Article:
Darwin, Tinbergen, and the ideal language user


Arie Verhagen
Leiden University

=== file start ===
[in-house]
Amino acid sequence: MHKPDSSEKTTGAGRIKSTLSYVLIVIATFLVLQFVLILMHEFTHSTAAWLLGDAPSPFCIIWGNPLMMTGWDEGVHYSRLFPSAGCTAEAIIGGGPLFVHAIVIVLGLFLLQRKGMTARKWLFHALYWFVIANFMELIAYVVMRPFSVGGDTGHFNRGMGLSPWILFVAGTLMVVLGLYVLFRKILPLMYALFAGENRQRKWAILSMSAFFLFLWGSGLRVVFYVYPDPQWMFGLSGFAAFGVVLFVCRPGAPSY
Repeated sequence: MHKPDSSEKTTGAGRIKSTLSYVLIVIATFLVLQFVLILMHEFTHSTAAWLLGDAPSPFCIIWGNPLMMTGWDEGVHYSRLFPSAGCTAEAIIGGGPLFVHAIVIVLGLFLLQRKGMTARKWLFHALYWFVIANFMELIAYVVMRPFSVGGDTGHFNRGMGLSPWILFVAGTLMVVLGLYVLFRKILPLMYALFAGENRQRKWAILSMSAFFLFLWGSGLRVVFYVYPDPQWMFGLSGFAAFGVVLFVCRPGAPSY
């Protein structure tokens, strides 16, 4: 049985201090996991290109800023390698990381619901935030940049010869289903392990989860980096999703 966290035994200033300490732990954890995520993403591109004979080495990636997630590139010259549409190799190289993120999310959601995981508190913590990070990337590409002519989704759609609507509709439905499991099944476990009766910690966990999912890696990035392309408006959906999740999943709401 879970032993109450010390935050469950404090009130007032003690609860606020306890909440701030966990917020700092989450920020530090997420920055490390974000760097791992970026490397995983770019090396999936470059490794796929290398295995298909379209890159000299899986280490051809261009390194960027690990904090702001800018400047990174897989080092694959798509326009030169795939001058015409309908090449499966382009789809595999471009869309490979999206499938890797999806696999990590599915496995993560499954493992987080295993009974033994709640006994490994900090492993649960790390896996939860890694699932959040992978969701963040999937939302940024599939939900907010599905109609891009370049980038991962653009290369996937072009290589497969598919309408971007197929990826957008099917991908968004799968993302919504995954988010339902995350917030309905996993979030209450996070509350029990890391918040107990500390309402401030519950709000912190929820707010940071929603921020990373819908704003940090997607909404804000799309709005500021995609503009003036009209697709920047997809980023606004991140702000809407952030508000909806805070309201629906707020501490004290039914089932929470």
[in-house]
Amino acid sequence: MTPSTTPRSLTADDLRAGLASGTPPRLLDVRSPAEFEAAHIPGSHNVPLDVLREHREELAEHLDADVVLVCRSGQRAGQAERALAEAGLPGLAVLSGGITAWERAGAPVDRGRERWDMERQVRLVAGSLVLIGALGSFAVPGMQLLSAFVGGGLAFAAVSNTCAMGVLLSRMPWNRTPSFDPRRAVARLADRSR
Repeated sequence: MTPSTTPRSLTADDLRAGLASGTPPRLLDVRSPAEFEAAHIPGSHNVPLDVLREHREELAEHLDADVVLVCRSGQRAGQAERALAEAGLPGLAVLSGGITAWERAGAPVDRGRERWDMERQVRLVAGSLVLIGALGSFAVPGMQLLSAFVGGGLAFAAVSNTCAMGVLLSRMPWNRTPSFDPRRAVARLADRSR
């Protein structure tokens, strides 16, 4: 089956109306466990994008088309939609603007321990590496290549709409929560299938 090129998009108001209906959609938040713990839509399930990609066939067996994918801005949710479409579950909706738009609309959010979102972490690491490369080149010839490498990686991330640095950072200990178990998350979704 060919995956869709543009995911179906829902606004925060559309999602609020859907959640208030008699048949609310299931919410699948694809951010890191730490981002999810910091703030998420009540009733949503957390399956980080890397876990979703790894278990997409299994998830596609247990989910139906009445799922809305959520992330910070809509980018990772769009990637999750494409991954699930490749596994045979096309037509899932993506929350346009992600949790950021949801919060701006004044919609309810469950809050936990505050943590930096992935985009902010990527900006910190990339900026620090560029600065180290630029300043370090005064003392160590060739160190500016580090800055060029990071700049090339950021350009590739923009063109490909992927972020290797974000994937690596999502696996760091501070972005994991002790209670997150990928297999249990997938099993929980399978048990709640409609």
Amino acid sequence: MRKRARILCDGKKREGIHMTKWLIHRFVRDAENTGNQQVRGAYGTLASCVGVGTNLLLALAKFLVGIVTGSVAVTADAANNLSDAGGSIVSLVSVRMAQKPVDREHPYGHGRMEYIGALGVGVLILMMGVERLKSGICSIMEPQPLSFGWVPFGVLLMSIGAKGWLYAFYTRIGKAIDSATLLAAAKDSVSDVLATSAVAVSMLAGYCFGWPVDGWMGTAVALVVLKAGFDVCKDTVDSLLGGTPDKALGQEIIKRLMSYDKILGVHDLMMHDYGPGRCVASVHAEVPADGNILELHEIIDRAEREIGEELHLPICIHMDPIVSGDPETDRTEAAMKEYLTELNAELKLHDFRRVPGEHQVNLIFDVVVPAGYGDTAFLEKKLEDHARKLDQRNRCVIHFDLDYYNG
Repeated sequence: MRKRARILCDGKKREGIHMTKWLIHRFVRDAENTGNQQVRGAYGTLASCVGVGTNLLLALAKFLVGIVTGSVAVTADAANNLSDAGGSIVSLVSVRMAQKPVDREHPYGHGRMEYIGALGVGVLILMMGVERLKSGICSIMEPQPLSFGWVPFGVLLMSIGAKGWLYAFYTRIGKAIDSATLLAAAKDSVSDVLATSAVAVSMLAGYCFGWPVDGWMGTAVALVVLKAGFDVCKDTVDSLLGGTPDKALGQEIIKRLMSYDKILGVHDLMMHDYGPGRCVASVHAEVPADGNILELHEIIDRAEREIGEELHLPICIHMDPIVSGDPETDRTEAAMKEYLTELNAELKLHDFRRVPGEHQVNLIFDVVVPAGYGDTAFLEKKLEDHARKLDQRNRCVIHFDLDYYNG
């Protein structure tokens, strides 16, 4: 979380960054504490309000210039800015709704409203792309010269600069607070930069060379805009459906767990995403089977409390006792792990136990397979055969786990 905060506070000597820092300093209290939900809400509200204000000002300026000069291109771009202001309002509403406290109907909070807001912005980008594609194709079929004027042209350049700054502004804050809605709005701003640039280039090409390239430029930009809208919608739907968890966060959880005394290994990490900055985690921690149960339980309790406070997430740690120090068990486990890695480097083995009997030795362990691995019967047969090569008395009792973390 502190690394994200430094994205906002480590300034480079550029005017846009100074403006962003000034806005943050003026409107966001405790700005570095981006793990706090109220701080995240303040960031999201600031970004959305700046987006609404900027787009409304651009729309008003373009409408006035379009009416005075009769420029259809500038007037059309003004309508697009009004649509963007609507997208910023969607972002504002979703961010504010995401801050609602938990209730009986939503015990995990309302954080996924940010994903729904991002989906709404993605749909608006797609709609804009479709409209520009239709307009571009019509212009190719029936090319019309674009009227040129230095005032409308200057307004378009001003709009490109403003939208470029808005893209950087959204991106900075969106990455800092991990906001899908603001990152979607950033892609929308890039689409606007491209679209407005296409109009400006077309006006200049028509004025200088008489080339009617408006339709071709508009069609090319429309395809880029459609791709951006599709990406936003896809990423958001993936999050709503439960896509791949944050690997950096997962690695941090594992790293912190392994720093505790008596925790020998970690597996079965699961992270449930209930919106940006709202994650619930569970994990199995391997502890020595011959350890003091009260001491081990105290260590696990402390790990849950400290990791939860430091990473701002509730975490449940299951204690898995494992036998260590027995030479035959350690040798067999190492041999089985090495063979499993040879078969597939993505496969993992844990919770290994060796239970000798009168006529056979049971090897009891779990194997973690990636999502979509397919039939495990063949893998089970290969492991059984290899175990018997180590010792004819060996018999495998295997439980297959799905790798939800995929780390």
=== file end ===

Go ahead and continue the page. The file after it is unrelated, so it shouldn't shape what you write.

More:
Biological concepts have been imported into linguistics throughout the history of science. However, while ‘organism’ and ‘organ’ were regularly used as source domain concepts, ‘population’ and ‘behaviour’ seem to have been excluded from this transfer in the 20th century. Even the notion of ‘language as a virus’ does not fully instantiate the insight that populations are the entities that evolve, while individuals are only selected. I will argue that the incorporation of ‘population thinking’ into linguistics would be very useful. First, it sheds light on the precise nature of the error in the idea that the object of linguistic theory is a ‘representative’ or ‘ideal’ speaker/listener, and on the relationship between ‘E-language’ and ‘I-language’ (or ‘I-grammar’). Second, it allows us to distinguish sharply between proximate and ultimate explanations in the study of biological and cultural evolution of language(s), and assign a proper place to conventions and norms as social phenomena on the one hand, and routines and entrenchment as psychological phenomena.


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